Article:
Opinion: Are we there yet? Atlanta as it is, and what it can be

Credit: Ben Gray

Credit: Ben Gray

I was six years old when Rev. Martin Luther King, Jr. delivered his “I’ve Been to the Mountaintop” speech in Memphis, Tennessee, on April 3, 1968.

In morbid, but prophetic terms, Dr. King concluded with words that have been memorized worldwide: “And I may not get there with you. But I want you to know tonight, that we, as a people, will get to the Promised Land.”

The next day, Dr. King was assassinated, leaving a public divided in terms of what the next steps would, and quite frankly should, be. Fifty years later, we are still asking ourselves myriad questions about race relations in America.

Credit: Rebecca Breyer

Credit: Rebecca Breyer

As I reflect on this speech, I ask myself, “Are we there yet?” Some Black Americans have realized Dr. King’s envisioned Promised Land. There are more Black Americans elected to public office today on the national, state and local levels than any other time in American history. In 2008, Barack Obama was elected as the first Black president of the United States.

Black Americans today have the highest earning power than any time in American history and have a buying power that tops $1 trillion. In spite of monumental strides, racism still exists in America. The United States has the highest incarceration rates in the world, and a disproportionate number of the incarcerated are Black. Gun violence disproportionately impacts Black Americans. Intergenerational poverty is prevalent, touching nearly one of every four Black Americans. The earning power of Blacks is a fraction of their white counterparts: Black men earn 72 percent of what white men do, while Black women earn 85 percent of what white women earn.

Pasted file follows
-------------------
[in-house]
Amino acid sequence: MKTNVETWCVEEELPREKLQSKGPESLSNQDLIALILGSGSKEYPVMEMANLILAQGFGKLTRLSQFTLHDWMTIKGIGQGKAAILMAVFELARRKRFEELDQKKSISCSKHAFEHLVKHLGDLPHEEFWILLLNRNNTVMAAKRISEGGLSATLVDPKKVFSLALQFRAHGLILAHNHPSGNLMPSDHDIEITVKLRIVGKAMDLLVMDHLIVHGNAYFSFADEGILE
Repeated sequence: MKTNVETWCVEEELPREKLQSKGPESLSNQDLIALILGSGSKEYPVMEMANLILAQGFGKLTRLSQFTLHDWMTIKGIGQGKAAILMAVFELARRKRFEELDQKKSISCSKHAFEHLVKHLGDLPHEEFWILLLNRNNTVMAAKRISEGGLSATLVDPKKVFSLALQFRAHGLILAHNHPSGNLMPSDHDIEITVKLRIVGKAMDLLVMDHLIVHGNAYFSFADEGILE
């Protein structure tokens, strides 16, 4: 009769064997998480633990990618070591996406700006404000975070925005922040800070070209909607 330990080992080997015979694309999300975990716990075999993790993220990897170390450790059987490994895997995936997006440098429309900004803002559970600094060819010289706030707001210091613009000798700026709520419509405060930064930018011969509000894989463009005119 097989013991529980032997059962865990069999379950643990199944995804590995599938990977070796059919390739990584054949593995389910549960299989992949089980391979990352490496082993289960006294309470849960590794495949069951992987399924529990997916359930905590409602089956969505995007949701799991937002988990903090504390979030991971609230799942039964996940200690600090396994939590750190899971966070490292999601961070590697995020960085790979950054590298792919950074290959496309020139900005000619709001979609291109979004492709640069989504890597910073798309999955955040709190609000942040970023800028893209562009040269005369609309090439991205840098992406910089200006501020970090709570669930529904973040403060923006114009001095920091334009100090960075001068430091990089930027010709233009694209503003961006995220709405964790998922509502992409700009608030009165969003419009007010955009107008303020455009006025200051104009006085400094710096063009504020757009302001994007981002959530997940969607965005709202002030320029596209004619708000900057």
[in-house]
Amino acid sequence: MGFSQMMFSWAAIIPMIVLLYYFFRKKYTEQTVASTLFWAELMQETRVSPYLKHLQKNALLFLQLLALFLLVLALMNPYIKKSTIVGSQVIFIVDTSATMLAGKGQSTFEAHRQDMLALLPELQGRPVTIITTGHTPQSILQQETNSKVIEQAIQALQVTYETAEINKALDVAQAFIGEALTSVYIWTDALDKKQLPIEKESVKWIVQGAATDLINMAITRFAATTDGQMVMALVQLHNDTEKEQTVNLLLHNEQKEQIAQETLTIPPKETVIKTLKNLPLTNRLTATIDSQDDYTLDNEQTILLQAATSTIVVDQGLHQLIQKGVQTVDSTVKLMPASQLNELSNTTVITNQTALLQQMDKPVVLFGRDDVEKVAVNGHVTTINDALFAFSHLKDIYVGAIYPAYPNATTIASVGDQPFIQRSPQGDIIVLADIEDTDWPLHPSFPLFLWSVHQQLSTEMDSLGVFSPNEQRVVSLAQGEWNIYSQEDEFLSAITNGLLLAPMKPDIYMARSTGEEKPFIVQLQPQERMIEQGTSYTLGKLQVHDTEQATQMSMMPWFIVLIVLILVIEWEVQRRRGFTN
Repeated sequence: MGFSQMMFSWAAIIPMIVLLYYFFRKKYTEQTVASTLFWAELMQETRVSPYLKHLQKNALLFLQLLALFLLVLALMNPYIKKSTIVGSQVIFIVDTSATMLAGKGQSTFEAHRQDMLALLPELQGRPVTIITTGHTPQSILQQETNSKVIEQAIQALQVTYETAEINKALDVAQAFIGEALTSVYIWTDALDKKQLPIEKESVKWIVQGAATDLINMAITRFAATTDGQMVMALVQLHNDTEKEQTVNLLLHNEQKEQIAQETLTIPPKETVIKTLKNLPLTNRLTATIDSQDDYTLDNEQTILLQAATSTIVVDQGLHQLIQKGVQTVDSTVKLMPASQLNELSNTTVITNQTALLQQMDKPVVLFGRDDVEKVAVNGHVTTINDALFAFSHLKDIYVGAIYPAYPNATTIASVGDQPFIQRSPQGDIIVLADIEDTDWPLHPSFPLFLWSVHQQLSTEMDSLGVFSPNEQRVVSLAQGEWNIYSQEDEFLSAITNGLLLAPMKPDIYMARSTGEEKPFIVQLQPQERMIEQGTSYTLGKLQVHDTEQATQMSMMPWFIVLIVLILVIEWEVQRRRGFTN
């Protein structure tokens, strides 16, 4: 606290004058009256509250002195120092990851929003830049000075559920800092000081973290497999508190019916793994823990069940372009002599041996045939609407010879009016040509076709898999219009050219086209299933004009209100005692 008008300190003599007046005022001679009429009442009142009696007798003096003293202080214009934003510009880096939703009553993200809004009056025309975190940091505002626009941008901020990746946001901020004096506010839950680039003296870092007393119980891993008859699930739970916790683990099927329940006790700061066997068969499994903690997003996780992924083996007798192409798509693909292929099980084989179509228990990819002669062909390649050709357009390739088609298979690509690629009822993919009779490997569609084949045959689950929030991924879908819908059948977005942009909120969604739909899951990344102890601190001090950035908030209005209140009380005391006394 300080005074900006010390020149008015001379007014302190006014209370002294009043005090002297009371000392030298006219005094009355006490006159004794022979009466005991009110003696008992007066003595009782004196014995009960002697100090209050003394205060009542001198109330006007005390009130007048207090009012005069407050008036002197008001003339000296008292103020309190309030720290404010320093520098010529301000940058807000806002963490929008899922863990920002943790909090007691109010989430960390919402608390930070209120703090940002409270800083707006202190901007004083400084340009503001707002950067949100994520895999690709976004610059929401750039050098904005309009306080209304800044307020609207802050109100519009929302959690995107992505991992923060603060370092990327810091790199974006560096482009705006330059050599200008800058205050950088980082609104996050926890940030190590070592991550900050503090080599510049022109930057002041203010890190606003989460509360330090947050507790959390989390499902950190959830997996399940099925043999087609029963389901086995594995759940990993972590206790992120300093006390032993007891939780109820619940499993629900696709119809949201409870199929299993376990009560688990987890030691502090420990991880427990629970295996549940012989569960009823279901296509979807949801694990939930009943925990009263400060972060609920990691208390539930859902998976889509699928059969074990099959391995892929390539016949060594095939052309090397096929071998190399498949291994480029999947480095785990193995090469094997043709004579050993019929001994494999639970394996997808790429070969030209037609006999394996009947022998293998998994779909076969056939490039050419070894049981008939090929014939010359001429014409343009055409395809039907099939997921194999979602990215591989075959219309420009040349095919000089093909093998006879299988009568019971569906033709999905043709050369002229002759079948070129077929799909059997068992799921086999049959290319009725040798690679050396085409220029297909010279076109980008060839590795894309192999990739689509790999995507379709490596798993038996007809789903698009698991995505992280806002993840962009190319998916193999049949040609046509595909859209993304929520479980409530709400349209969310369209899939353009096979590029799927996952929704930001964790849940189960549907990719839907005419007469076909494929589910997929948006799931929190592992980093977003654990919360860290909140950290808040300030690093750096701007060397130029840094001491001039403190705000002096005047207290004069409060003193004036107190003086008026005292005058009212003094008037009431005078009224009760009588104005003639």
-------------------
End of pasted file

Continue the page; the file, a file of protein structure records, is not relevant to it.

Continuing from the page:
Still, in Atlanta, Dr. King’s birthplace, there is a glimmer of hope. Known as the “Black Mecca,” Atlanta is, on its surface, a microcosm of Dr. King’s dream for America. Since the 1960s, Atlanta has branded itself as a city where blacks and whites peacefully co-exist. In 1968, the population of Atlanta was slowly trending from majority-white to majority-Black.